The Fresh Loaf

News & Information for Amateur Bakers and Artisan Bread Enthusiasts

Sourdough Starter & Temperature

  • Pin It
colinwhipple's picture
colinwhipple

Sourdough Starter & Temperature

I have been thinking about creating starter so I can do sourdough breads. The problem I am perceiving now is that we are having a heat wave in Southern California, with highs frequently in the 90s.  Is this a bad time to start this?  Is waiting for more mild weather a good idea?

We don't run our air conditioner during the day while both of us are at work. 

Colin 

bluezebra's picture
bluezebra

cool my kitchen down around the starter when I was hatching little inky Stinky Dinky Do.

But you will need further help from a small Igloo or insulated ice chest?

I put two 32oz glasses filled with ice and water on either side of my starter. Flanking either side of it and about 4 inches away. The thermometer showed it dropped my temperature down around the starter close to ten degrees maybe? I can't remember...But what Bill suggested or Zola or someone suggested putting the ice water and starter in the igloo cooler.

Bill suggests lowering the temperature on the starter for the first 2 days to about 70 degrees. Then you let it get to around 80 degrees after that. Supposedly it helps to ward off the stinky bugs in the first couple of days and then the 80degree warmth helps your incubate the starter.

I know when I finally got my Stinky moving was when the temp went up to 80 degrees. Don't let it go over 85 cuz the yeast don't like that too much and will start dieing.

 

Hope that helps.

fleur-de-liz's picture
fleur-de-liz

Colin:  Another Southern Californian here experiencing the heat wave.  You might consider waiting until the weather cools down to a more optimal 70 to 75 degree range.  I created my starter last winter when my house temperature was more in the upper 60's and while it took a while to start percolating, the flavors developed nicely.  Or, you could try Bluezebra's cooler method to see if it works for you.  You will only lose a little flour by trying.  Good luck! Liz

mariana's picture
mariana

 

Hi Colin,

 

When you begin to develop your starter, high temperature, 85-90F is good, actually, for as long as you initiate your starter with a mixture of dark rye and white bread flour (50:50).

 

High temperature incourages lactic bacteria growth which will kill contaminating bacteria with acid that lactic bacteria produce. Since you turn on your AC when you come home, yeast will also get a chance to grow fast at lower temperatures, and you will get a balanced microflora eventually. Just dont' expose your culture to the temperatures above 100F. That's lethal to bacteria and yeast.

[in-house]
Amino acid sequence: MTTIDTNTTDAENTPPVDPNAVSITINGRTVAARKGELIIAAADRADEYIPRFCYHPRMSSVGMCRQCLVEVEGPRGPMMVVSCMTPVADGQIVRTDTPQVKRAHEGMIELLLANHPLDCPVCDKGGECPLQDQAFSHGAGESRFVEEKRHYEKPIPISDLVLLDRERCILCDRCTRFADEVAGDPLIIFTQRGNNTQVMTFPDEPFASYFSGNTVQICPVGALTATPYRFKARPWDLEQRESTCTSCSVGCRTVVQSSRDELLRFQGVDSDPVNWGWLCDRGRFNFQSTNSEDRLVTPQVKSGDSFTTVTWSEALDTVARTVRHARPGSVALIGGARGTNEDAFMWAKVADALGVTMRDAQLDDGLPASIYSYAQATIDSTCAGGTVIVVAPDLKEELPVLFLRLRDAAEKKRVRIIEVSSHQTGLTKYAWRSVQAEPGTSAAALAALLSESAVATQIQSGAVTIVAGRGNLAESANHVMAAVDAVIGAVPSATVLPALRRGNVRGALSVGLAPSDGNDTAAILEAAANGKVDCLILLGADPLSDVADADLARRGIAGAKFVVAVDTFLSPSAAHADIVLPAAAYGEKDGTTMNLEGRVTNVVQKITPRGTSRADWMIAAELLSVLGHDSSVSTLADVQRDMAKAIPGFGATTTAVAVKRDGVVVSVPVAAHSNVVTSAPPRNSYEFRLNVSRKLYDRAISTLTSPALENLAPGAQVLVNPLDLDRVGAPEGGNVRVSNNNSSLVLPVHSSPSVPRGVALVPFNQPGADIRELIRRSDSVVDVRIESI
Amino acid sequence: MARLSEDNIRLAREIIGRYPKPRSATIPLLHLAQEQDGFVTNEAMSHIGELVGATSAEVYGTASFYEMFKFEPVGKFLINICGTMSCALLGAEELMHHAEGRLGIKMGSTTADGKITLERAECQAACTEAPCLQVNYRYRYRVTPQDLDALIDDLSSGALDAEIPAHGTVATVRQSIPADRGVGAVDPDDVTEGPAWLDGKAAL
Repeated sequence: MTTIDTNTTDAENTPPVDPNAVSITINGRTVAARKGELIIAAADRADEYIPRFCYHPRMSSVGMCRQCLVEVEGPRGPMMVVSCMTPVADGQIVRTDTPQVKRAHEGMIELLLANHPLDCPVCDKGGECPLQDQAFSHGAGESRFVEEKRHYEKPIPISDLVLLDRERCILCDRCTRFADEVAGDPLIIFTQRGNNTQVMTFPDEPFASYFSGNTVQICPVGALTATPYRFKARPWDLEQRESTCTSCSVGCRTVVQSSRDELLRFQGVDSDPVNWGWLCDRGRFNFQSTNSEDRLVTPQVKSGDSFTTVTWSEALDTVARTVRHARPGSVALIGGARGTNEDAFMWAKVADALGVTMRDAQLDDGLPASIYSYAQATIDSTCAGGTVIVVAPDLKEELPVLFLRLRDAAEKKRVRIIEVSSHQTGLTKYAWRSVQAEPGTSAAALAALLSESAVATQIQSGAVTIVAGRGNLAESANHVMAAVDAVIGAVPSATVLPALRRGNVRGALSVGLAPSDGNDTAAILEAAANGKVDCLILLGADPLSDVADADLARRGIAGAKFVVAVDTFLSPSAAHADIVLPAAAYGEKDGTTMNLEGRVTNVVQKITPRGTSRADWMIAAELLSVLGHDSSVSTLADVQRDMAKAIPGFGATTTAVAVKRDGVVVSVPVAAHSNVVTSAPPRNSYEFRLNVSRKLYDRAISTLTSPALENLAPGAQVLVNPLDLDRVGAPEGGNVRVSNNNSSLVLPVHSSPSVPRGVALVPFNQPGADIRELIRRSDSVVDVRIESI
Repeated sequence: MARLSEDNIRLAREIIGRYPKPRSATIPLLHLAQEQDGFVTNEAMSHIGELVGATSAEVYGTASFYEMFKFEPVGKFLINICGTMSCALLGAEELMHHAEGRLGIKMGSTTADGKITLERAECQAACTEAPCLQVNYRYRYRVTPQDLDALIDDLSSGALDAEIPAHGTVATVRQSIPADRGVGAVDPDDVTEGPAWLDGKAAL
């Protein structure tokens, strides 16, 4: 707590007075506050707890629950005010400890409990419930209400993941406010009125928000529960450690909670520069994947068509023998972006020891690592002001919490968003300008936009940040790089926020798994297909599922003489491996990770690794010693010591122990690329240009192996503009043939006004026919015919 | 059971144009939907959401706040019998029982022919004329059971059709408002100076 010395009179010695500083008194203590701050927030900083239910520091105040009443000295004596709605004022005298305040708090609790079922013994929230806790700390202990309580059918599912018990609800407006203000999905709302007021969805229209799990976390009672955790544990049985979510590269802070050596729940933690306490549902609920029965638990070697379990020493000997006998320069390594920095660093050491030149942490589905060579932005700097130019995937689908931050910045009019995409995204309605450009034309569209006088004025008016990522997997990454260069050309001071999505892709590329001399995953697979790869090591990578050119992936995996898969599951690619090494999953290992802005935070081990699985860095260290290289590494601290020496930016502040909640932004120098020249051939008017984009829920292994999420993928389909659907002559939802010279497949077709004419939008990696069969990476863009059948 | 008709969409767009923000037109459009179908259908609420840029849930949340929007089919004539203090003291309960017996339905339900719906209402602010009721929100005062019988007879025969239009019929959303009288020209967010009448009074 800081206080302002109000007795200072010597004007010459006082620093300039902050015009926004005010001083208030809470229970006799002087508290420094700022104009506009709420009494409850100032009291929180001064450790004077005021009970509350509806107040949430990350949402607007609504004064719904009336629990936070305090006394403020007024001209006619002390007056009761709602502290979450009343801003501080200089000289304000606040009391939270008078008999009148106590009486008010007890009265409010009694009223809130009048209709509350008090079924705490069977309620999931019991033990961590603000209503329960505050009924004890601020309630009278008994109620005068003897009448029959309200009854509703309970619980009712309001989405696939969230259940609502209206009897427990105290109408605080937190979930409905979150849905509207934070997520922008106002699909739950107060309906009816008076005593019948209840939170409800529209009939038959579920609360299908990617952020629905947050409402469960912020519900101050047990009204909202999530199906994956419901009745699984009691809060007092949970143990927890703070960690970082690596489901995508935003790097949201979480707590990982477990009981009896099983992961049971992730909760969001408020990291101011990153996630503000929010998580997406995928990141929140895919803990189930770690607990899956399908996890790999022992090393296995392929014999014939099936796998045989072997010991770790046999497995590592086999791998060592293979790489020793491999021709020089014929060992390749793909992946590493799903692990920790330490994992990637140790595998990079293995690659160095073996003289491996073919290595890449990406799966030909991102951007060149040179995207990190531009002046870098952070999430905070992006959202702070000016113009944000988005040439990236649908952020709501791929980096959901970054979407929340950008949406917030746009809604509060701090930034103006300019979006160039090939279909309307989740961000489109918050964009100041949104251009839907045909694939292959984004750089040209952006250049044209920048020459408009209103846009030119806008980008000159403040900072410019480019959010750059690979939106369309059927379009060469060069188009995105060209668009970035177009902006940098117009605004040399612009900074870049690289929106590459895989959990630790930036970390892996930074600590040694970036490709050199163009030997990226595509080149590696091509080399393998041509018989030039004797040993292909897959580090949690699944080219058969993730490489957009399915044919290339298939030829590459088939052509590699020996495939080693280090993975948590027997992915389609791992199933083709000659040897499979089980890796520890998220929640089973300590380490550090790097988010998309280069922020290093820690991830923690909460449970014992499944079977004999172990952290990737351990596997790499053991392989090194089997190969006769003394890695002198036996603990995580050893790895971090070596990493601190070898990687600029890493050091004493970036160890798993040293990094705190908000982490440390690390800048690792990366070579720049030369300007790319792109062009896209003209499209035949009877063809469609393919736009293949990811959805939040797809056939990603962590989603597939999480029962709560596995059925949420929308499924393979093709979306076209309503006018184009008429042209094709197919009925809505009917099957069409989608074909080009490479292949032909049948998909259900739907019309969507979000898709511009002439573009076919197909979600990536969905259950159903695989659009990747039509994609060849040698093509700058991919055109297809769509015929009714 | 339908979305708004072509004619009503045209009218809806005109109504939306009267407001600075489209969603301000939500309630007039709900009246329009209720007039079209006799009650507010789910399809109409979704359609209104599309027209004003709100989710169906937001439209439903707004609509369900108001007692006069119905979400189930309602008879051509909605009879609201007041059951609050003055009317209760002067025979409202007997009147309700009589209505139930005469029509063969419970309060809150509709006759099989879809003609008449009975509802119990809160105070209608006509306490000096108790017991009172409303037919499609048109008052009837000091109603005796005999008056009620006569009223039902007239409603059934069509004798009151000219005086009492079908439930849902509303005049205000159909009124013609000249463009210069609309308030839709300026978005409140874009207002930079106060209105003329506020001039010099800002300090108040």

Another technique to control temperature of your starter, is to use thermos. Keep culture at room t when AC is on, pour your culture (if liquid) or place stiff culture in a wide mouth thermos when turning AC off. Thermos definitely will preserve temperature for at least 8-12 hours, for sure. Some thermal bottles and cups are even better than that and will keep its temperature steady for 24 hours.

 

good luck!

mariana

maximusredlabel's picture
maximusredlabel

Hi Colin,

Not only am I also experiencing the LA heatwave, but I live in Glendale where it is 102 today.  About 5 days ago I embarked on making my own starter and it did activate but I had some white mold growing on some starter residue which was on the side of the jar (down in the actual starter).  But it creeped me out to see mold so close to the good stuff, so I tossed it.  Good luck.  I am going to order some San Francisco starter culture from SI but will wait until the temps cool down around here.  

 

colinwhipple's picture
colinwhipple

The idea of using an ice chest is someething I might do, if this heat wave does not break soon.

 Colin 

susanfnp's picture
susanfnp

Heat wave up here in SF Bay area too!

I started my current starter during the last heat wave, earlier in the summer. The temps in my house were between mid-80s during the day to low 70s at night, and the starter did beautifully. 80F is ideal. And I fed it with 85F water. Warm is good; I think you should go for it.

Susanfnp

http://www.wildyeastblog.com

colinwhipple's picture
colinwhipple

Susan,

I like your blog; I plan to try your recipe for ciabatta.

I am not sure from your reply that you noticed from mine that the high temperatures here are in the 90s. And the forecast is for that to continue into next week. I don't know what the dividing line is; if the high temps were in the 80s I would go for it.

I still have a lot to do to improve my techniques with yeasted breads. I want to try sourdough, but I don't need to hurry. Improving my patience is also a good thing.

Colin

susanfnp's picture
susanfnp

Colin, oops, I was assuming that if temps are in the 90s outdoors that inside your house would be somewhat cooler, like 80s. Although we don't have air conditioning, we can usually keep ours a little cooler than outside by keeping windows closed, shades drawn, etc. I have found this to be a perfect environment for starter-starting. I agree that if your house is in the 90s inside, that might be a little warm -- although I haven't tried it; maybe it would still work. You could test it out and report to us -- did you notice that we love that kind of stuff around here? Good luck with your starter, whenever you decide to do it!

Susanfnp

http://www.wildyeastblog.com